The whole season in summary.
I’m just finished up my sixth season as a cherry drying pilot in North Central Washington’s Wenatchee area. I thought I’d take a moment to summarize how things went.
What Cherry Drying is All About
I’ve blogged about this extensively and you can quickly zip to other cherry drying related posts by following the cherry drying tag. In a nutshell, it’s like this:
During the last three or so weeks before a cherry is harvested it is susceptible to damage by rain. Growers are most worried by splits, which can occur when water accumulates in the cherry’s stem cup and is absorbed through the skin. The cherries get too fat for their own skin and split. Other damage can include mildew and rotting.
Because of this, growers want to get the cherries as dry as possible after a rain. So they hire helicopter pilots to hover over the cherry trees after it rains. The downwash of the helicopter’s main rotor blades shakes the water off the leaves and cherries, allowing them to dry much quicker without absorbing so much water.
Keeping the cherries dry is vitally important for a successful crop — as this year so clearly demonstrated. During the relatively short cherry season, dozens of helicopters are on standby with pilots waiting to fly when it rains. And when the rains start falling, all hell breaks loose over the cherry trees.
The Flying M Air Team
One of the things I pride myself on is the ability to provide prompt service and quick dry times to my clients. I do this by never contracting to cover more than 100 acres per helicopter and by utilizing helicopters well-suited to cherry drying missions. Because of this 100 acres/helicopter policy, I need to contract with additional helicopter crews to help out during “crunch times.”
My Robinson R44 can thoroughly dry an average of 40 acres per hour. (Of course, actual drying capacity varies depending on tree size, row density, orchard obstacles and terrain, and the wetness of the trees. The more I dry, the better feel I have developed for all this.) That means that if it rained on all my clients at once and they all called at the same time, I could dry 100 acres in about 2-1/2 hours. That’s a long time, but still within requirements. Fortunately, it seldom rains everywhere at once and I’ve never had all my clients call at once.
Of course, I do contract for more than 100 acres at a time. That means I need help to get the jobs done promptly. This was the second year in a row that I had two other helicopter crews helping me complete my cherry drying contracts.
Mike and Ron manned the MTAS Hiller for the second year in a row. For the first four weeks of their contract with me, they covered three orchards in Quincy, WA. For the fifth and final week, they provided backup coverage for orchards in East Wenatchee and Wenatchee Heights.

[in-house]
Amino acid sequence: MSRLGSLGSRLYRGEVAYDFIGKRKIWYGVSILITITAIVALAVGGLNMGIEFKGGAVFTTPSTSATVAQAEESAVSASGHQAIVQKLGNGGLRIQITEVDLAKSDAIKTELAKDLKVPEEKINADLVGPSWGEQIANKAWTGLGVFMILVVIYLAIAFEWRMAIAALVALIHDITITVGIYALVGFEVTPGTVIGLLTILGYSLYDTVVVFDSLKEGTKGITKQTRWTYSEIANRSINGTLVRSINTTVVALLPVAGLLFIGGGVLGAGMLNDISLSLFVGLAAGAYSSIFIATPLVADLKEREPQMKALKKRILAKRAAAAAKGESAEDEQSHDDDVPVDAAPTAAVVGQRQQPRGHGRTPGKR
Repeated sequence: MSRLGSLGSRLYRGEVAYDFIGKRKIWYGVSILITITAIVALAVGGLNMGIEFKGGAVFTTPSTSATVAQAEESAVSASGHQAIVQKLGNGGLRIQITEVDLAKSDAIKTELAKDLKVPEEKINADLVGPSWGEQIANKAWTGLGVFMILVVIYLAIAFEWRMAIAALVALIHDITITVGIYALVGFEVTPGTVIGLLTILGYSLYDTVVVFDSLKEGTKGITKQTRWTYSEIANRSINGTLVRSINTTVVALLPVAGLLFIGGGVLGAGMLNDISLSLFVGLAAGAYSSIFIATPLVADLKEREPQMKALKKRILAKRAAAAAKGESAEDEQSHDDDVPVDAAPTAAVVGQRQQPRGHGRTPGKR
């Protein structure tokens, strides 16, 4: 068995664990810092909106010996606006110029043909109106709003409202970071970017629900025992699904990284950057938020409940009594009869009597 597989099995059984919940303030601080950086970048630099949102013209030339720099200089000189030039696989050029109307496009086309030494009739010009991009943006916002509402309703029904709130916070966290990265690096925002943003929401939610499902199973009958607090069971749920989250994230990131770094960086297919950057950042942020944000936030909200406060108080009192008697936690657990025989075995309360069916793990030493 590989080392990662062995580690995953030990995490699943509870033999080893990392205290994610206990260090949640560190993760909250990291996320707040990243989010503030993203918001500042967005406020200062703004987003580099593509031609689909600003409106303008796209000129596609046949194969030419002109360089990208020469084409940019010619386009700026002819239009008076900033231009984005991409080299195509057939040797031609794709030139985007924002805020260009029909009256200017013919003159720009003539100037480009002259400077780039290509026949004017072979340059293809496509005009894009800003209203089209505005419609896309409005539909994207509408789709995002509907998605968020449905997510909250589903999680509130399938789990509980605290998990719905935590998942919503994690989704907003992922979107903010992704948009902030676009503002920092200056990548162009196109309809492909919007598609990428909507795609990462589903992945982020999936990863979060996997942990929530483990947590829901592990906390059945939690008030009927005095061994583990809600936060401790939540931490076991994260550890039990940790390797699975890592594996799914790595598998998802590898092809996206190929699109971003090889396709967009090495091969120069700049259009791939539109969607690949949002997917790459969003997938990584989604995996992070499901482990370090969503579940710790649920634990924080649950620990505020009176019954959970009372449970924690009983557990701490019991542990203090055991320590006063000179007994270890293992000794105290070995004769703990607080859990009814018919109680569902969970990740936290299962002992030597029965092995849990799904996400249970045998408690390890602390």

Woody manned the Canyon State Hughes 300 for the first time. He was on contract with me for just 8 days during what I think of as a “super crunch” time when overlapping contracts made me responsible for about 250 acres of cherry trees. Although I prefer working with helicopters that have big two-bladed systems — such as the Robinson R44, Hiller, Bell 47, and JetRanger — this little Hughes got the job done using the Flying M Air technique of flying very low and very slow over the treetops. If Woody does come back next year, however, he’ll likely return in either a Hiller or R44.
If you’re a helicopter owner/operator with an R44 and at least 500 hours experience in helicopters (50 or more of which is in your R44), you might want to check the Help Wanted page at Flying M Air next spring. I’m always looking for good, reliable pilots with helicopters to help out.
Old Clients, New Orchards
This year, I contracted with all of last year’s clients except one. He decided to skip helicopter services. That was a loss of 55 acres. (Not sure how he did because I didn’t ask.)
Two of my clients added orchards to their contracts. One added three orchards totaling 61 acres. Another added one orchard that was 23 acres.
So I had a net gain of 31 acres. If I hadn’t lost that 55 acres, I would have had to hire on another helicopter without enough standby pay to cover it, so it’s kind of good that I lost it.
My contracted orchards stretched from George, WA to Monitor, WA. Most were in Quincy, Wenatchee Heights, and Malaga. The crunch time fell from June 20 through July 24, with super crunch falling in the middle of July.